It’s not every day a middle-schooler earns a paycheck and balances the budget. But through Reality Store, a 4-H program available in all 120 Kentucky counties, students get the unusual opportunity to manage their own bank accounts for a day.
“The Reality Store is a great eye-opening experience for young kids,” says Denise Myers, community relations manager at Blue Grass Energy, which regularly sponsors and participates in Reality Stores.
Reality Stores are among many ongoing efforts across the state to enhance youth financial literacy. Electric cooperatives, along with leaders in government, business, schools and nonprofits are working together to address gaps in students’ understanding of personal finances.
The need is real—more than half of U.S. teens say they “feel unprepared to finance their futures,” according to a national survey by Junior Achievement USA and Citizens Bank. Forty-one percent of teens surveyed say their school did not offer financial literacy classes, and 49% cited cost as their biggest concern about pursuing further education after high school.
Reality Stores help students better understand income and finances by simulating real-life financial responsibilities. Booths are set up in a school or other location, each booth representing a business found in that community. Students are assigned a job title that earns a specified monthly income, get a monthly budget and then are set loose to make purchases and pay for services at the booths.
“I think it’s really fun, but the groceries are really expensive,” says Charlotte Marshall, an eighth grader at East Jessamine Middle School who visited the Blue Grass Energy booth to pay her electric bill on Nov. 29. “It took me $400, and I only have one kid.”
Myers says most students struggle to keep their registers balanced and run out of money before their bills are paid. They have to review their spending and make different choices. They may choose to downsize their home or buy a less expensive car. It can get hectic, with some students rushing around to booths trying to rectify their budgets. And if a student is caught running between booths, a student police officer may pull them over and issue a speeding ticket, delivering that student an unexpected expense— which happens so often in real life.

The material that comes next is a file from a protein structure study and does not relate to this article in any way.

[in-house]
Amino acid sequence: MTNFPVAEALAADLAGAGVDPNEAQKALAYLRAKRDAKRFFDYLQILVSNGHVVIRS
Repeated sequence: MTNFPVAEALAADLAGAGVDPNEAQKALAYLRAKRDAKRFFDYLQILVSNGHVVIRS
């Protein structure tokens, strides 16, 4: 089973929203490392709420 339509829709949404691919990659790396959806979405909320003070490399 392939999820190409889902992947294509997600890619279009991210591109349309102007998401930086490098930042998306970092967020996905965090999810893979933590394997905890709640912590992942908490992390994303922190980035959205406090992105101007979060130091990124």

More financial wake-up calls
Other school-based programs can help bridge the gap between imagination and reality. For example, last summer Abound Credit Union opened the Spartan Financial Learning Center at South Warren High School, which features a student-run bank. “We help our peers fill out paperwork and open savings accounts,” says Manyoo Brown, a 17-year-old student at South Warren, which is served by Warren RECC.
Vanessa Butts, business teacher at South Warren, teaches short lessons in personal finances four days a week in addition to elective business classes. “I think the most important thing is budgeting with checking accounts—how to keep up with money and keep the account reconciled,” she says.
Financial experts from the credit union visit the school periodically and supplement the curriculum with talks on different facets of money management. “They teach us about investments and different kinds of loans,” says Brown, “like auto loans, mortgages and things like that. They also talked about credit scores, which was something new to me.”
Brown says he now has a savings account: “I’m looking to save money for future endeavors, like college and further expenses.”
Abound Credit Union’s financial education programs reached 11,467 students during the 2021–22 school year. “What we’re trying to do with these initiatives at schools, and throughout communities we serve is to foster a better understanding of their financial situations and how it all works,” says Ray Springsteen, president of Abound Credit Union. “When our community makes better financial decisions, we all benefit.”